GeoLog

Biogeosciences

Geosciences Column: Using volcanoes to study carbon emissions’ long-term environmental effect

Geosciences Column: Using volcanoes to study carbon emissions’ long-term environmental effect

In a world where carbon dioxide levels are rapidly rising, how do you study the long-term effect of carbon emissions? To answer this question, some scientists have turned to Mammoth Mountain, a volcano in California that’s been releasing carbon dioxide for years. Recently, a team of researchers found that this volcanic ecosystem could give clues to how plants respond to elevated levels of carbon d ...[Read More]

Imaggeo on Mondays: Bristlecone pines, some of Earth’s oldest living life forms

Imaggeo on Mondays: Bristlecone pines, some of Earth’s oldest living life forms

About 5,000 years ago, the ancient city Troy was founded, Stonehenge was under construction, and in the rugged Sierra Nevada mountain range, groves of bristlecone pine seedlings began to take root. Many of these pines are still alive today, making them the world’s oldest known living non-clonal life forms. Raphael Knevels, a PhD student from the Friedrich-Schiller-University’s Department of Geogra ...[Read More]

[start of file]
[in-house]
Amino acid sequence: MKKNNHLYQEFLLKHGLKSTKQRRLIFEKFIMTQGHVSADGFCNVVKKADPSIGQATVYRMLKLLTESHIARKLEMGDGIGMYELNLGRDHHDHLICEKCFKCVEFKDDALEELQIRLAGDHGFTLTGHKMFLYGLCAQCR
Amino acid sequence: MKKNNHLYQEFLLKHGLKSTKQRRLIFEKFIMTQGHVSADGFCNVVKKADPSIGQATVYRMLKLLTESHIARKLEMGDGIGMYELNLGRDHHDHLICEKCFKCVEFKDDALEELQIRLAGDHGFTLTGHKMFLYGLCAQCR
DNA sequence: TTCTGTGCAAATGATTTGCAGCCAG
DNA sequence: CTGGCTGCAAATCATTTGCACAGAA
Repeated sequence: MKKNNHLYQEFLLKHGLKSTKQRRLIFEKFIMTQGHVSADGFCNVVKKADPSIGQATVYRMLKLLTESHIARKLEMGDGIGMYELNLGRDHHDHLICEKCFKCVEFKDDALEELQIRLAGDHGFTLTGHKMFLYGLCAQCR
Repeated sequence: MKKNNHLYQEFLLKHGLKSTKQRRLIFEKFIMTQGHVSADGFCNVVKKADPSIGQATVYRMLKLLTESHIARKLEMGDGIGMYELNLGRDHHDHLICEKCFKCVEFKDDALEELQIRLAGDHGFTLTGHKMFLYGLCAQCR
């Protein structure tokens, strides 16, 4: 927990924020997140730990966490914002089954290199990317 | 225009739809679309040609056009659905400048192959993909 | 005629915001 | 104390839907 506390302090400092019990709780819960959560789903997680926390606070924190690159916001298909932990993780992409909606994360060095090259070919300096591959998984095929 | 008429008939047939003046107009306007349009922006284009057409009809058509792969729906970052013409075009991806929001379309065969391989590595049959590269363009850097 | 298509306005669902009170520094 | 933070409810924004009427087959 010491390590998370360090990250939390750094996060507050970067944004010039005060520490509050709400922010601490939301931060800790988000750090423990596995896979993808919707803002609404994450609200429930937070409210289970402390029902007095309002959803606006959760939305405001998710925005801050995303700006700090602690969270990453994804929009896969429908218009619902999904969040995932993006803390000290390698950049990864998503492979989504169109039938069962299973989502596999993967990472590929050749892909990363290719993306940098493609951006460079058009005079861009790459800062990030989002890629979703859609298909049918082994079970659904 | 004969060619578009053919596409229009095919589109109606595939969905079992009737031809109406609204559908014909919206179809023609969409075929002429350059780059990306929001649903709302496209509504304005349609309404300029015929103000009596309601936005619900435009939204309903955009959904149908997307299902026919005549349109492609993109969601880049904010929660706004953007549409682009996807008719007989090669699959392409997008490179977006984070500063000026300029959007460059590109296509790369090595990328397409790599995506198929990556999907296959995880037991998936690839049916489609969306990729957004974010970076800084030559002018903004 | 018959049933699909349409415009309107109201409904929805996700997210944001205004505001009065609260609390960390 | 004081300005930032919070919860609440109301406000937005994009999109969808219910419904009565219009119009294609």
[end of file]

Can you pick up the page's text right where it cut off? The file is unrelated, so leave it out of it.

Imaggeo on Mondays: Iceland’s original birch forest

Imaggeo on Mondays: Iceland’s original birch forest

Iceland is a country of dramatically rugged landscapes. The region is home to sweeping valleys and mountain ranges, dotted with lava fields, large glaciers, hot springs and impressive waterfalls. The territory is also notoriously treeless. As of 2016, forests only made up 1.9 percent of Iceland, according to the Icelandic Forest Service. However, about a thousand years ago the country’s landscape ...[Read More]

GeoSciences Column: Catch of the day – what seabirds can tell us about the marine environment

GeoSciences Column: Catch of the day – what seabirds can tell us about the marine environment

Off the coast of Germany, a male northern gannet (for ease, we’ll call him Pete) soars above the cold waters of the North Sea. He’s on the hunt for a shoal of fish. Some 40km due south east, Pete’s mate and chick await, patiently, for him to return to the nest with a belly full of food. Glints of silver just below the waves; the fish have arrived. Pete readies himself. Body rigid, wings tucked in ...[Read More]